8th August Liberian government deploys armed forces to restrict the movement of people in the worse-off regions.
17th August Ebola victims go missing after fleeing a hospital which came under attack by armed men in Liberia. They are found two days later.
21st August Ebola is suspected in the Democratic Republic of the Congo (DRC) in a separate outbreak
29th August First case of Ebola reported in Senegal.
30th August Health workers strike over bad pay and conditions in Kenema, Sierra Leone.
The death toll increases to 2,600 (double that of last month) and the outbreak is described as “accelerating”. The Centers for Disease Control and Prevention (CDC) suggests that the number of infected could rise to 1.4 million cases by January 20th in a “worst case scenario”. The Red Cross reports some of its teams have come under attack while clearing bodies and disinfecting areas in Guinea. They report a fear in the region that Ebola does not exist, and that corpses cannot spread disease – a grave misunderstanding if true. Sean Casey from the International Medical Corps says Liberia is “on brink of societal collapse”.
16th September US President Barack Obama pledges troops to help fight Ebola in Liberia
19th September Senegal deemed Ebola-free.
27th September Chief Medical Officer in Liberia, Bernice Dahn, puts herself in quarantine due to her office assistant coming down with Ebola.
30th September First case of Ebola recorded in US. Liberian-American Thomas Duncan Smith is treated in Dallas, Texas but subsequently dies from the disease.
The number of fatalities exceeds 4,500 and the number of infected tops 9,100. In the UK, the Chief of General Staff Sir Nick Carter mulls response options that include sending thousands of soldiers to assist in delivering supplies, build treatment centres, and assist in containing the disease.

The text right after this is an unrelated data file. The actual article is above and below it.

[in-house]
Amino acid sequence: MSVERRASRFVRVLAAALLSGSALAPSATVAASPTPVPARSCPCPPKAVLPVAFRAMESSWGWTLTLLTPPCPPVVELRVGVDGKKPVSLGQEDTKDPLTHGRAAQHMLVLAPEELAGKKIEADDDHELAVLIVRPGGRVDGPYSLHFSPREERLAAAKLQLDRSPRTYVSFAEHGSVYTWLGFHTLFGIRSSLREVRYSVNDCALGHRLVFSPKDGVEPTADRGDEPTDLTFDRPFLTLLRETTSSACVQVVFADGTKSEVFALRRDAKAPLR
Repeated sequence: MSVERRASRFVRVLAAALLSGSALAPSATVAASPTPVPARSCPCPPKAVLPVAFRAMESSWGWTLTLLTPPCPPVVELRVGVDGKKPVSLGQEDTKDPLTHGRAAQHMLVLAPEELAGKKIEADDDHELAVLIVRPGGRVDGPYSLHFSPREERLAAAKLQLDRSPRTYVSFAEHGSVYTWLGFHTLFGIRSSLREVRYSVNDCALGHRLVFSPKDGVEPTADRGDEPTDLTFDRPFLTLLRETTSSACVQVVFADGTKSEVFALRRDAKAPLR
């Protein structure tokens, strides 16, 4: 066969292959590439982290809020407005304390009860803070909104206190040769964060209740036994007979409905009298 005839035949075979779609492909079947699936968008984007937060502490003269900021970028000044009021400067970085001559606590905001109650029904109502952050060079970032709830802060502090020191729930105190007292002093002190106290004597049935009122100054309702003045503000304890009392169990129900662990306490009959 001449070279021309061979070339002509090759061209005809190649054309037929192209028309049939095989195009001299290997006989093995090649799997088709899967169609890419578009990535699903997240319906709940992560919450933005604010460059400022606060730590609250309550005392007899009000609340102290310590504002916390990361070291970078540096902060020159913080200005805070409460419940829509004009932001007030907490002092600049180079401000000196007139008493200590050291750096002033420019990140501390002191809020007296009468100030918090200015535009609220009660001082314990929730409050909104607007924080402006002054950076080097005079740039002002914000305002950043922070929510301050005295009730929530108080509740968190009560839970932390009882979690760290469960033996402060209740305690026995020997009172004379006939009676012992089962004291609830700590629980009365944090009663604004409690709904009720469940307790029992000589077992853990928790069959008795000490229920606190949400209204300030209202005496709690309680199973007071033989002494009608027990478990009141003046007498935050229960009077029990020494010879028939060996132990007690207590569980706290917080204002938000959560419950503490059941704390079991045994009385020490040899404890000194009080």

6th October Spanish nurse contracts Ebola in Madrid after treating an evacuated priest.
12th October Nurse in Dallas, Texas involved in the treatment of Thomas Duncan Smith is diagnosed with Ebola.
15th October Second health worker in Texas is diagnosed with Ebola. She was diagnosed after boarding aeroplane with over 130 passengers.
Fears of Ebola spreading to the West has accelerated the international response to Ebola, but the initial and current delays in getting aid to where it is needed most is pushing up the cost of containing the disease in west Africa. Other factors including fragile Western economies, famine in South Sudan, and military investment in the Middle East, may be detracting from the response, but one this clear: Ebola is best tackled now, at the source, if time, money, and, most importantly, lives are to be saved.
Edit: Nigeria has been declared Ebola-free (20th October). Can the WHO capitalise on this gain? Or will more outbreaks be seen in the future? My hope is the former rather than the latter, but only time will tell.
*Author note – I used healthmap.org to track reporting of the Ebola outbreak via their excellent timeline feature which follows mentions of “Ebola” in worldwide news articles. The reason so little is mentioned in my timeline regarding April and May of 2014 is simply because very little media coverage was given to the outbreak in these months, compared to later months. One wonders, if as much consideration was given to Ebola in the media then as it is now, would the response have been so lacklustre?